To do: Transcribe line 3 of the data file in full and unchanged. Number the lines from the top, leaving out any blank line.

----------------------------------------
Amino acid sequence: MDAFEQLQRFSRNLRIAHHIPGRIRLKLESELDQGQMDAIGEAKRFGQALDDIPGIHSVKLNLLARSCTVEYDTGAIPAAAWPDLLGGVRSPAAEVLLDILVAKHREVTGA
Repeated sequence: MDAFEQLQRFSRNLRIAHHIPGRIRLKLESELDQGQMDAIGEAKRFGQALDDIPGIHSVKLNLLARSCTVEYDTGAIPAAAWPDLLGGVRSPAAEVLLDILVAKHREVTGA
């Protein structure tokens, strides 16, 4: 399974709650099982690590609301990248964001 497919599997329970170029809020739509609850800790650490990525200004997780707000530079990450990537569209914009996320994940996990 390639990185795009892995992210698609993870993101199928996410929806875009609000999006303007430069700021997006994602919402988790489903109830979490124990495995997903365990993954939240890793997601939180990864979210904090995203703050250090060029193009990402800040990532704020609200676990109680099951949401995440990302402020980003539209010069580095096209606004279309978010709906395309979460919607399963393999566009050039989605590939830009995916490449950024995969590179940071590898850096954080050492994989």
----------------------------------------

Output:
């Protein structure tokens, strides 16, 4: 399974709650099982690590609301990248964001 497919599997329970170029809020739509609850800790650490990525200004997780707000530079990450990537569209914009996320994940996990 390639990185795009892995992210698609993870993101199928996410929806875009609000999006303007430069700021997006994602919402988790489903109830979490124990495995997903365990993954939240890793997601939180990864979210904090995203703050250090060029193009990402800040990532704020609200676990109680099951949401995440990302402020980003539209010069580095096209606004279309978010709906395309979460919607399963393999566009050039989605590939830009995916490449950024995969590179940071590898850096954080050492994989």